Cut the cable at an appropriate point, away from any strain areas, and put the large diameter heat shrink on one end, sliding it a bit away from the area you're going to be working on. Strip back the insulation an inch or so on each side to expose the wires within. Strip the insulation off half an inch off each end of each wire. Slide a small length of heat shrink over one end of one wire, solder the two ends together, move the heat shrink over the join, and hit with a heat gun. Repeat on the other wire. (The one thing to be careful with here is that if you leave the heat shrink too close to your solder join, the heat conducted through the wire will prematurely shrink it; if you run into this problem, you might have to settle for electrical tape.)

Once this is done, if you had to cut away any shielding to get access to the wires, you might want to put a thin piece of aluminum foil around your work; but I doubt you'll find any shielding within.

Then slide the larger heat shrink over the entire join, and give it a good blast of heat. This will protect your joins and help give everything some strength, and looks alot better than a big pile of PVC tape.

Another possibility you might consider, which might be easier to do right, would be going to an electronics store and buying a stereo plug of the appropriate size, You could then just cut the headphone cord to the length you want, and attach a new plug to the raw end.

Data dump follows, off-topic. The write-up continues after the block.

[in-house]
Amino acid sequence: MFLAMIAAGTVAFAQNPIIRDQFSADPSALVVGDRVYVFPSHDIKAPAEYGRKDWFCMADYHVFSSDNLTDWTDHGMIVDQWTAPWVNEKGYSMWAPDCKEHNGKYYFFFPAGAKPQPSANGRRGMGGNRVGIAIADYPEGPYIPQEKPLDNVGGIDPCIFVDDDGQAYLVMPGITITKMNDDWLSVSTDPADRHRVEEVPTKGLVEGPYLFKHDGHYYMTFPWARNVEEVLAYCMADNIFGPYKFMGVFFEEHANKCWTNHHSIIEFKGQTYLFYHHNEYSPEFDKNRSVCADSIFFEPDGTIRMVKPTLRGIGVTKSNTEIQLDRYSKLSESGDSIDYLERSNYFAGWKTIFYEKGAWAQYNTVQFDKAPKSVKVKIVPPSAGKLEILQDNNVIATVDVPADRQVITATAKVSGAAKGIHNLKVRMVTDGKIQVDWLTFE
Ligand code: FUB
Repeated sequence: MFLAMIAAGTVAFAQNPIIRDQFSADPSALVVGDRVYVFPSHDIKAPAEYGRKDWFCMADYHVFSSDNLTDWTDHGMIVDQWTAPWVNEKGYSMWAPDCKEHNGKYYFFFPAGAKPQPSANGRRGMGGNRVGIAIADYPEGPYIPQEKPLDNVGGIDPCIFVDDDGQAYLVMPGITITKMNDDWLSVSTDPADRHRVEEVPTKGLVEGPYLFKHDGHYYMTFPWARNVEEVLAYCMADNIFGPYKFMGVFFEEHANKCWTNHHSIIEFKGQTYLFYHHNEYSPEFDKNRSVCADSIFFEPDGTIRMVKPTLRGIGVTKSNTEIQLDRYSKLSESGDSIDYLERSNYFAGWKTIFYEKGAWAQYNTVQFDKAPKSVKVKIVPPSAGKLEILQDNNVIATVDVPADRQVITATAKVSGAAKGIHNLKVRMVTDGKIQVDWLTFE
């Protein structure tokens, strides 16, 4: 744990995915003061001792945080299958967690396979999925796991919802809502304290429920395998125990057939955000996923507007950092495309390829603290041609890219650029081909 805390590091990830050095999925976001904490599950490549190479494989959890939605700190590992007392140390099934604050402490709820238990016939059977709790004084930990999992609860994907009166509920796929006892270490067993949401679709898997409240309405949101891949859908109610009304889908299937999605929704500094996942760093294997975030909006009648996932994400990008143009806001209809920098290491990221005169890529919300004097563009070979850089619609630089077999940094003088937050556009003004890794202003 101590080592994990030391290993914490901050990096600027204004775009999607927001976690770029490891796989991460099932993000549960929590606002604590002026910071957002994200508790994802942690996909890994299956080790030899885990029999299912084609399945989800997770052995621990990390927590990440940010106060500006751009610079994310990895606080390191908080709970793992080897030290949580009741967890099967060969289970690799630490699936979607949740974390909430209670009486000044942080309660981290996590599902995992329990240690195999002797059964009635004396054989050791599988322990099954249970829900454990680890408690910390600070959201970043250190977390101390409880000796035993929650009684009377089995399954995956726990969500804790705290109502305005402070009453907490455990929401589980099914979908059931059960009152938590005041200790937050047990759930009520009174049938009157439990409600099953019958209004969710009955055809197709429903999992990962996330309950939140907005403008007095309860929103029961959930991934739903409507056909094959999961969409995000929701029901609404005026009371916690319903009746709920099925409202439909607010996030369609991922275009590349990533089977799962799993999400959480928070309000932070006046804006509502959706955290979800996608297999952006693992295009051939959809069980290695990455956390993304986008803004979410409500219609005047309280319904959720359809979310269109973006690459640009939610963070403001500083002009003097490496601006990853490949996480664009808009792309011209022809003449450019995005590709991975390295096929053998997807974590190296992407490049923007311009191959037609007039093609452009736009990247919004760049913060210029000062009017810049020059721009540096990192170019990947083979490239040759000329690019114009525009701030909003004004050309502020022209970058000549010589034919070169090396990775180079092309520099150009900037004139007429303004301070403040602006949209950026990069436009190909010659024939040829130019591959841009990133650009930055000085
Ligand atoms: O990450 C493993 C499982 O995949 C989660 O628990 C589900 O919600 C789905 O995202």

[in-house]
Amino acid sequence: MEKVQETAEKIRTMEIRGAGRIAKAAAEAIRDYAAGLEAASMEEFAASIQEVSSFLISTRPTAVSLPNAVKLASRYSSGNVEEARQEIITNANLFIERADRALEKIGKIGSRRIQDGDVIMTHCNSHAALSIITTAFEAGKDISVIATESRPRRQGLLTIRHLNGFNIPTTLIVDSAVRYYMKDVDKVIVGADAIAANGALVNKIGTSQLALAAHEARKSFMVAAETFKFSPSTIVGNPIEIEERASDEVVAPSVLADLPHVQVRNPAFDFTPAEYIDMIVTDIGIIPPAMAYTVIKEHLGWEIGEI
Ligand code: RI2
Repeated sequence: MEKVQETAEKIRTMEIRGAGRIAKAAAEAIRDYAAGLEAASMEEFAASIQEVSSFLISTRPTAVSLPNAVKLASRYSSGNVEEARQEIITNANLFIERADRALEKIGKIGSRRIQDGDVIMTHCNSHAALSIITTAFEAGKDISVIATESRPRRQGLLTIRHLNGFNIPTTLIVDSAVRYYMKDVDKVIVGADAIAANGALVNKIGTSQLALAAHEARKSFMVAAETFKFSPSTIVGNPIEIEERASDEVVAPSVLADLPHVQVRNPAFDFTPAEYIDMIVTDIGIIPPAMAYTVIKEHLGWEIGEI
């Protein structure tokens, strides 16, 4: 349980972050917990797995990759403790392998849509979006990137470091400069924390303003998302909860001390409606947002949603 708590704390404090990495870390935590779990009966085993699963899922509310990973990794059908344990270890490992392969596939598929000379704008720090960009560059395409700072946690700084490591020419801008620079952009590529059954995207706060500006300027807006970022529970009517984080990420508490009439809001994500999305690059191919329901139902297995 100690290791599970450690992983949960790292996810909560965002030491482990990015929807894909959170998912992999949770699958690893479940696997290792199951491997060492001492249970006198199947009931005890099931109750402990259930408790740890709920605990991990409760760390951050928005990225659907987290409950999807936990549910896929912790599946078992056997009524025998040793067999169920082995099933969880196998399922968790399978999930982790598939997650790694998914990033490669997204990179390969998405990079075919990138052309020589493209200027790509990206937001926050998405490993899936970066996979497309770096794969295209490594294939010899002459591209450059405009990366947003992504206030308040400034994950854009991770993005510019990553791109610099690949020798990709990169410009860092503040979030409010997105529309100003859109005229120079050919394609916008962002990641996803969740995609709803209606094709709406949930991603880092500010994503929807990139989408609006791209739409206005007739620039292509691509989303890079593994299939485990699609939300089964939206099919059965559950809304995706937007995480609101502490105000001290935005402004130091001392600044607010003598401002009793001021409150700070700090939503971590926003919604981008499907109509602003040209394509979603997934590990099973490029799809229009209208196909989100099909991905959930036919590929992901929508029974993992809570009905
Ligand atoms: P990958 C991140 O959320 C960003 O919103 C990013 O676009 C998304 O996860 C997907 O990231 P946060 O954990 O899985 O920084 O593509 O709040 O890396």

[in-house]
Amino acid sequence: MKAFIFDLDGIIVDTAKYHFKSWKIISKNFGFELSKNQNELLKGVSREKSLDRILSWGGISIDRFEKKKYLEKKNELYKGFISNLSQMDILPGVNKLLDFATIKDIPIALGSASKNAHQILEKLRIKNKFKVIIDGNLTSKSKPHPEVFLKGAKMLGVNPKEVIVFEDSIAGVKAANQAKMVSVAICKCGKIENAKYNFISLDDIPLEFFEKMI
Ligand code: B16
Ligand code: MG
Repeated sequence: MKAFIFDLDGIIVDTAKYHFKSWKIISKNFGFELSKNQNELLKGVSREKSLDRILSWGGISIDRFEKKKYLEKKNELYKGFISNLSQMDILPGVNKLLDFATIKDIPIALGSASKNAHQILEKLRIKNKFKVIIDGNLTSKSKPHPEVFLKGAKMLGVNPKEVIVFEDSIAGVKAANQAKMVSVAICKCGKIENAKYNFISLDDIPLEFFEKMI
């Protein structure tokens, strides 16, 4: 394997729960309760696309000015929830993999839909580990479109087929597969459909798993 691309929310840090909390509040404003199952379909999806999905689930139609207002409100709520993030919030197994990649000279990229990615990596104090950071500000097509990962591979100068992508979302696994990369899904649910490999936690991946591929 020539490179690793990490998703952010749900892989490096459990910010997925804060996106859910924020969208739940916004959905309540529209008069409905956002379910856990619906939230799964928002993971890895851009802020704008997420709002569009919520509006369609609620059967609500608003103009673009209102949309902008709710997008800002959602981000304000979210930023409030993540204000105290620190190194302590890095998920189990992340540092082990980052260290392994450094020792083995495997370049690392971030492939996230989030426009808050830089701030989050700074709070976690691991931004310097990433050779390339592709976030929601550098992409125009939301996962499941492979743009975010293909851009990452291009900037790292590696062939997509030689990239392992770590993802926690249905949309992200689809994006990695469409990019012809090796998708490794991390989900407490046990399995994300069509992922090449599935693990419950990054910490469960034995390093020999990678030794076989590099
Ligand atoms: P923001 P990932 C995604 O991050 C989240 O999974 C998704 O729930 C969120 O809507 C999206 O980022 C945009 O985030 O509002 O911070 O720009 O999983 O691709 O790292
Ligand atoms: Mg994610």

posted by jammer at 3:51 PM on March 9, 2005

Get this. It'll shorten the cable without cutting, and it's cheap and easy (like me!)
posted by Coffeemate at 3:53 PM on March 9, 2005

Getting a good splice is highly difficult, since there are actually 3 or 4 different wires that need to be reattached: left channel, right channel, and either a common ground or 2 individual grounds. The problem is, the ground(s) is/are often an uninsulated wire wrapped around both individually insulated left and right channel wires.

Here are some diagrams to help you visualize what you'll be dealing with.
posted by pmbuko at 3:54 PM on March 9, 2005

in other words, don't cut the wire.
posted by pmbuko at 3:56 PM on March 9, 2005

Yeah, don't cut it.

There will be three or four wires, depending on if they share the common or each ear has its own. They will probably be braided, very thin wire. It will never work right again, and even if it does it will probably wear out and you'll have to do it all over.
posted by TheOnlyCoolTim at 5:25 PM on March 9, 2005

You don't want to splice the wires, you want to cut the cord to the length you want and solder a new end on the wire.

Not the most difficult soldering job by any means, but you do want a fairly fine-tipped soldering iron to pull it off.
posted by davey_darling at 5:32 PM on March 9, 2005